Commentary: Abdul-Rahmin Peter Kassig, RIP


By John Krull

INDIANAPOLIS – The weather fit the news.

The official word that the self-proclaimed Islamic State had beheaded young Hoosier Abdul-Rahman Peter Kassig came on a day when the skies turned gray. A thin blanket of snow – for centuries a symbol of death and rebirth – fell on the streets, sidewalks and yards where Kassig grew up and went to school.

He died far from home at the hands of people determined to see him as something other Column by John Krullthan what he was – a good-hearted young man who wanted to help others. The Islamic State killers wanted to make him a symbol of American arrogance.

In a video released on social media, a masked militant with a disguised voice said:

“This is Peter Edward Kassig, a U.S. citizen of your country. Peter, who fought against the Muslims in Iraq while serving as a soldier under the American Army, doesn’t have much to say. His previous cellmates have already spoken on his behalf. But we say to you, Obama, you claim to have withdrawn from Iraq four years ago. We said to you then that you are liars.”

As is so often the case in atrocities such as this, the killer’s tone mingled rage and self-righteousness. How often – and how easily — human beings find justifications for murder.

Young Kassig’s death brought to a close a heartrending struggle to preserve his life.

On one side, his captors were determined to use him as a means by which they could indict the United States and its foreign policy. On the other side, his parents, Ed and Paula Kassig, worked to do something more meaningful and more real – get those captors to see their son not as a flag or a uniform, but as a human being.

To do that, the Kassigs just told their son’s story.

Peter Kassig was a young man who graduated from North Central High School in Indianapolis and enlisted in the U.S. Army Rangers. He was honorably discharged for medical reasons and returned home to go to college.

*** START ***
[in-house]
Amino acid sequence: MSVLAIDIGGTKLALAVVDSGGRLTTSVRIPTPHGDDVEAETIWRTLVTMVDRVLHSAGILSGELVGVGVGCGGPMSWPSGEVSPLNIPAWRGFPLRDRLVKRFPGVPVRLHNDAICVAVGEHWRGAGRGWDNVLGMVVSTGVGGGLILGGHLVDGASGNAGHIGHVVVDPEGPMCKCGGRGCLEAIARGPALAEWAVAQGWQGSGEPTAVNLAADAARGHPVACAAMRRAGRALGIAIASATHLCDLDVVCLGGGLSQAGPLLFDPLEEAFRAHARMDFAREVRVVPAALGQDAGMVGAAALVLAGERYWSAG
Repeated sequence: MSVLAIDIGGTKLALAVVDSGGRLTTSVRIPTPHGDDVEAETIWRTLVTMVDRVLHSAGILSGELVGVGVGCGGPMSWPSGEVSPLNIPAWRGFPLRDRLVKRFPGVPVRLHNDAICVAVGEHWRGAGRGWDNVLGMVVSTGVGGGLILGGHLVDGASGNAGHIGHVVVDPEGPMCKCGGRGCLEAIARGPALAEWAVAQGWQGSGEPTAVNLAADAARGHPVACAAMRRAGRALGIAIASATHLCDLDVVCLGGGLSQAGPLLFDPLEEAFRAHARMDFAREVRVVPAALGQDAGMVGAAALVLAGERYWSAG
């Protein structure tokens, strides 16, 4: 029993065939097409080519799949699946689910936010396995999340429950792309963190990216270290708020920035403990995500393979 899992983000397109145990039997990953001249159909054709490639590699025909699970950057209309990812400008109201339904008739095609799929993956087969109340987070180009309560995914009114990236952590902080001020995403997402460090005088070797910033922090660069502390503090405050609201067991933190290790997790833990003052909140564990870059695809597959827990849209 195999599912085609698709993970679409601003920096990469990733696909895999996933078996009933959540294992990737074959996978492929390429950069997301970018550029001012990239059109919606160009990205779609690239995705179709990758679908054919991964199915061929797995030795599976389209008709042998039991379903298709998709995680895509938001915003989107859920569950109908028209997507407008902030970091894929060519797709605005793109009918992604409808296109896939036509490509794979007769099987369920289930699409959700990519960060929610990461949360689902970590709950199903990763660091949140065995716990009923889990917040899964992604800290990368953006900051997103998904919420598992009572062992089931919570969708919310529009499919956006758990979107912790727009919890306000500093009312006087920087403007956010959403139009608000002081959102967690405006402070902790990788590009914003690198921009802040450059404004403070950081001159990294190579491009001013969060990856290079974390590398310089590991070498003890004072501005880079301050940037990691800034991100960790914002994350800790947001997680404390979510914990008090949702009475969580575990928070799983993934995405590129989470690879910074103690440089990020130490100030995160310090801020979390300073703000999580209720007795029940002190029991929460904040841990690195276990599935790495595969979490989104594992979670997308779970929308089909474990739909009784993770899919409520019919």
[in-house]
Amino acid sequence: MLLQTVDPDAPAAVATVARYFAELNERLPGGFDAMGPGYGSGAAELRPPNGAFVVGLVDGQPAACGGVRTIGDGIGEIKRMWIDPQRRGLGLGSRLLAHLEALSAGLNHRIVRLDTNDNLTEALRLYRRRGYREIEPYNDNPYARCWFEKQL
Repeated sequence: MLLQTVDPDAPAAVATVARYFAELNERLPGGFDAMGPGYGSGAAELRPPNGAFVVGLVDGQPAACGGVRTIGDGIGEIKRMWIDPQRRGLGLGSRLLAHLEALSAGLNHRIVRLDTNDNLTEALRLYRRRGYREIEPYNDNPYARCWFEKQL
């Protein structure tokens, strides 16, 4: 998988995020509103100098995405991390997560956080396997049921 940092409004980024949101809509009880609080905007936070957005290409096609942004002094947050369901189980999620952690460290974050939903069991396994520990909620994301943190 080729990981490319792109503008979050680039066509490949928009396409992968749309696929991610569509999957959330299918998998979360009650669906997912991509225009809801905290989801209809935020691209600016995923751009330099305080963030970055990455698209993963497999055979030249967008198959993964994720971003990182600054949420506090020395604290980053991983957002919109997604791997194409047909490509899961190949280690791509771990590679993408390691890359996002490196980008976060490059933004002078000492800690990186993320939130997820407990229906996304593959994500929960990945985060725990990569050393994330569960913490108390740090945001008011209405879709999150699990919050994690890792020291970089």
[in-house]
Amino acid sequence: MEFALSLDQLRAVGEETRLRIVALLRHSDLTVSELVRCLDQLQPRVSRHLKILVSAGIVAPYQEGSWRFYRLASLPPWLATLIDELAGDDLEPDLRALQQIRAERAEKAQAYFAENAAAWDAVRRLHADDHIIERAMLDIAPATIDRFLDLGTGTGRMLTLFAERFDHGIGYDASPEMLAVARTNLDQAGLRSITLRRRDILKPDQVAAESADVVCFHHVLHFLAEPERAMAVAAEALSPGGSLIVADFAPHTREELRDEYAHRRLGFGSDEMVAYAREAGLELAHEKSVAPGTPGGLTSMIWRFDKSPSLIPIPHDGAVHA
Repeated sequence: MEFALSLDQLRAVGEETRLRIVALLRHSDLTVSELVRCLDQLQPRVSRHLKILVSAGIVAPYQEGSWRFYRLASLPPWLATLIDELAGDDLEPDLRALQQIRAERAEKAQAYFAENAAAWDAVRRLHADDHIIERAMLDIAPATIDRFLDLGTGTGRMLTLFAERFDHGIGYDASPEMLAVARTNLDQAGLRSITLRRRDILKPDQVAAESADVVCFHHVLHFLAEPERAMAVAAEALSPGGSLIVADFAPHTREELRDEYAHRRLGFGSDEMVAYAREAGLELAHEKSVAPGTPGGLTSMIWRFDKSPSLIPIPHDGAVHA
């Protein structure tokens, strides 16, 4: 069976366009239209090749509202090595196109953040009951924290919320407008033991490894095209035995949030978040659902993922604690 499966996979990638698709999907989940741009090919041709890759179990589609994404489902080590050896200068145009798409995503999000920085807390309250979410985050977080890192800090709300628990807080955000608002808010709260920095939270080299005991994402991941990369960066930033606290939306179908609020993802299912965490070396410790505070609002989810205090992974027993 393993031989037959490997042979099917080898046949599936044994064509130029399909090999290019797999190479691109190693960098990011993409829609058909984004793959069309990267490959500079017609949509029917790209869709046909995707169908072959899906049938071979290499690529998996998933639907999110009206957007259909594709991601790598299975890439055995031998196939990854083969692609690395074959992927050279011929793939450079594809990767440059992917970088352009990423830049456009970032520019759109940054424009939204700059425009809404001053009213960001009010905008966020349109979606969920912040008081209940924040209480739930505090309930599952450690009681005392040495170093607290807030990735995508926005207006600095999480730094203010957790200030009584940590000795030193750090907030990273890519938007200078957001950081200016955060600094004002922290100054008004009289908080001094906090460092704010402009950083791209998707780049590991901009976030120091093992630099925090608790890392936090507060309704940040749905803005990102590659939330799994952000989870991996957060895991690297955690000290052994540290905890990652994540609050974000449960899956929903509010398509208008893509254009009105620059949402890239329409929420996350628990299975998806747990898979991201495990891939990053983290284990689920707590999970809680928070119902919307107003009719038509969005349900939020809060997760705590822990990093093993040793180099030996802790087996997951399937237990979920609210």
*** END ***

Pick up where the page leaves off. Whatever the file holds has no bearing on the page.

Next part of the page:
On a spring break trip to the Middle East, he, an emergency medical technician, decided he could help people in a troubled part of the world. He left school, devoted himself to humanitarian work, began the process of converting to Islam and, in captivity, changed his name to Abdul-Rahman Kassig.

He was working on a humanitarian mission when Islamic State militants took him captive on Oct. 1, 2013. They kept him until they killed him.

In that time, they apparently never came to see Abdul-Rahman Peter Kassig as a son, as a friend, as a man who wanted to do some good in the world, as a fellow member of the human race.

No, they just saw him as a means to an end – a way to make a gruesome statement.

That is, of course, what hate does to us. It blinds us first to the humanity of the person before us – and then to the humanity within ourselves.

The Kassigs, to their immense credit, have not allowed that hate to claim them. Throughout this ordeal, both parents and son have reminded us, again and again, that, regardless of our nationality or faith, we all are brothers and sisters under the skin. We all hold dear those we love. We all cry when we’re hurt and bleed when we’re cut.

Even in their time of immense sorrow, Abdul-Rahmin Peter Kassig’s parents asked not for revenge but for reconciliation. They requested that those who mourn their son’s death make contributions to the Syrian American Medical Foundation. They want to continue their son’s legacy of hope.

The word that a fine young Hoosier’s life had ended in a land far from home came on a cold, snowy day in Indiana. And, for a moment, that made a gray day even drearier.

But Abdul-Rahmin Peter Kassig and his parents, in a time of tragedy, reminded us of the only forces that can warm and light the bleakest of days – the humanity that links us all and the love that can sustain us in our darkest moments.

John Krull is director of Franklin College’s Pulliam School of Journalism, host of “No Limits” WFYI 90.1 Indianapolis and publisher of, a news website powered by Franklin College journalism students.